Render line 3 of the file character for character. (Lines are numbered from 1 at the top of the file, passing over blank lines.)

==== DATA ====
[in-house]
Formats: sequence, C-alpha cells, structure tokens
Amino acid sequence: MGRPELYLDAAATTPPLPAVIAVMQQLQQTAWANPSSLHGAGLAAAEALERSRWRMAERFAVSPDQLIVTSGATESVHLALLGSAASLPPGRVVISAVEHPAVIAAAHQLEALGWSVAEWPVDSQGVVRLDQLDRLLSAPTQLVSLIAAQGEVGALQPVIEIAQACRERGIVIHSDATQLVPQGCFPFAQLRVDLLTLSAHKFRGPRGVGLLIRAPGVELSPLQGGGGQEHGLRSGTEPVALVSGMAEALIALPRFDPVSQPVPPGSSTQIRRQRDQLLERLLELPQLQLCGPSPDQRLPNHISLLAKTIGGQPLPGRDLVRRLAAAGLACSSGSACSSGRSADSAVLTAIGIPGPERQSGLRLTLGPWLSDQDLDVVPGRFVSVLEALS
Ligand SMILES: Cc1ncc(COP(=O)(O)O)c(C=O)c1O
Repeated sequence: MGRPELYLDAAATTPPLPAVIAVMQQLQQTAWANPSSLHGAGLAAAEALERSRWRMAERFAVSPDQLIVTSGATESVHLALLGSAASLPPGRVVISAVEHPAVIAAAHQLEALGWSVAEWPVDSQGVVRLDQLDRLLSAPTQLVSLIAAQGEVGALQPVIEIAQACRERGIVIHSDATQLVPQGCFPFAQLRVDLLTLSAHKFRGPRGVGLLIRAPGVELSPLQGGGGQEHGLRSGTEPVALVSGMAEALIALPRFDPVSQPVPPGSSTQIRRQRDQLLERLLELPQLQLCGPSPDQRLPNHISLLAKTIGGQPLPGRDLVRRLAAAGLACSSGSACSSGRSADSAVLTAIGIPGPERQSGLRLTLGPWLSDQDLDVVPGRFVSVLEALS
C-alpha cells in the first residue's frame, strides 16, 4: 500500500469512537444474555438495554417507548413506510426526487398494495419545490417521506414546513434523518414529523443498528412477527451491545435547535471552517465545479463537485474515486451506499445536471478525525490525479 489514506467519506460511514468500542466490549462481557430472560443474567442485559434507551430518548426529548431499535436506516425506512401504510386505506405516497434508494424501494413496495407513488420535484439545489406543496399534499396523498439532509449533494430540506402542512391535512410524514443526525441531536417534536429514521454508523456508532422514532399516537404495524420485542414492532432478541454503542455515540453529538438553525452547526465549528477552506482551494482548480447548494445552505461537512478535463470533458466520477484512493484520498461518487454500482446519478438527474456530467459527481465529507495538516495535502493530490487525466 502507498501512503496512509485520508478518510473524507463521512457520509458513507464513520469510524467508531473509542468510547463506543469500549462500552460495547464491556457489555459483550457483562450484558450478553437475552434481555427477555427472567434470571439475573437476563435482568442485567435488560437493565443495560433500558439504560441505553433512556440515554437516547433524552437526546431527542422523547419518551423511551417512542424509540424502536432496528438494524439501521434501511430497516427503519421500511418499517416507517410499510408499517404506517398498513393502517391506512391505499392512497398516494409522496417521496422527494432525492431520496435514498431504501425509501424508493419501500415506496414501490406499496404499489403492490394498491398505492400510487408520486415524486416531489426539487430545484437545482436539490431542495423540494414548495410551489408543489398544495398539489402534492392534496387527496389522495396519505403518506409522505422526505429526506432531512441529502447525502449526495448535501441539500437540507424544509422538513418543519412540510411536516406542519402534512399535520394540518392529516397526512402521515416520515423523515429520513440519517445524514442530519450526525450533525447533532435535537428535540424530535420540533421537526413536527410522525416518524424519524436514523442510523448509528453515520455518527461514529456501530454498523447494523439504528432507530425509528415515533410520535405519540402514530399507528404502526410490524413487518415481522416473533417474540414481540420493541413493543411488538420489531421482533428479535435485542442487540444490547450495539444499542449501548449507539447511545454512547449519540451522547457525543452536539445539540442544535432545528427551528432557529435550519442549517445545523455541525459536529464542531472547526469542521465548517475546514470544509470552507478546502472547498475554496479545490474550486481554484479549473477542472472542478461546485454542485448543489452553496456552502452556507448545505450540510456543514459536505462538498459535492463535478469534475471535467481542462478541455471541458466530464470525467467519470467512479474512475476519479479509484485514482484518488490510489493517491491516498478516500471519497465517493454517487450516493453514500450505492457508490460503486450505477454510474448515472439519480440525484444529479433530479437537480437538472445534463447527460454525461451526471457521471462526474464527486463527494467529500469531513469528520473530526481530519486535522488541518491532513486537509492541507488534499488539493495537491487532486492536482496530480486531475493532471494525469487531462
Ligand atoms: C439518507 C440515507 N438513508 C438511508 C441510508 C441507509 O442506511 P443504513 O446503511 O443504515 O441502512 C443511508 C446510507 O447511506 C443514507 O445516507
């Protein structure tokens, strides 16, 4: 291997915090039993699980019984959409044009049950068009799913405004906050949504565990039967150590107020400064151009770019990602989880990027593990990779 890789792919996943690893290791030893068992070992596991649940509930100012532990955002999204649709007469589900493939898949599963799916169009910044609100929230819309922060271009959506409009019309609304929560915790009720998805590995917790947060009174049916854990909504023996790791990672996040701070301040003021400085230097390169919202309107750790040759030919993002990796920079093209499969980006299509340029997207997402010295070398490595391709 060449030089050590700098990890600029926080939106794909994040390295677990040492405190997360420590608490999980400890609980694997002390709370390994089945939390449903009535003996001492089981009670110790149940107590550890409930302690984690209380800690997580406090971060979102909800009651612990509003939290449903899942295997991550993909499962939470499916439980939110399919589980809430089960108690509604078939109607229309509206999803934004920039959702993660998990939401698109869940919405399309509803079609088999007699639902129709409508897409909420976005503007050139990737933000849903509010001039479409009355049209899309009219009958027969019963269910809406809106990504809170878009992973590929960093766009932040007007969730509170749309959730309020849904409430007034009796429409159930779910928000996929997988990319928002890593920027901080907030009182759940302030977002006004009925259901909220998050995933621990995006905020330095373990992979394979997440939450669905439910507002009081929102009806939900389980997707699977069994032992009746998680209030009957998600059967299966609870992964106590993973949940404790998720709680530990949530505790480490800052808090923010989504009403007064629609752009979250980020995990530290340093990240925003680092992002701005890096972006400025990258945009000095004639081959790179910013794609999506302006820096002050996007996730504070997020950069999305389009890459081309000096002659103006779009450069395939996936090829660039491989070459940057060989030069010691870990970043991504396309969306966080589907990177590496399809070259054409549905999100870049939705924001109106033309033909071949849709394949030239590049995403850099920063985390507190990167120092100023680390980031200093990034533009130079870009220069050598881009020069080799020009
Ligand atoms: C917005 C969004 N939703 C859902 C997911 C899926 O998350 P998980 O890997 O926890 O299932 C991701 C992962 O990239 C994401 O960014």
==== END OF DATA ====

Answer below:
Amino acid sequence: MGRPELYLDAAATTPPLPAVIAVMQQLQQTAWANPSSLHGAGLAAAEALERSRWRMAERFAVSPDQLIVTSGATESVHLALLGSAASLPPGRVVISAVEHPAVIAAAHQLEALGWSVAEWPVDSQGVVRLDQLDRLLSAPTQLVSLIAAQGEVGALQPVIEIAQACRERGIVIHSDATQLVPQGCFPFAQLRVDLLTLSAHKFRGPRGVGLLIRAPGVELSPLQGGGGQEHGLRSGTEPVALVSGMAEALIALPRFDPVSQPVPPGSSTQIRRQRDQLLERLLELPQLQLCGPSPDQRLPNHISLLAKTIGGQPLPGRDLVRRLAAAGLACSSGSACSSGRSADSAVLTAIGIPGPERQSGLRLTLGPWLSDQDLDVVPGRFVSVLEALS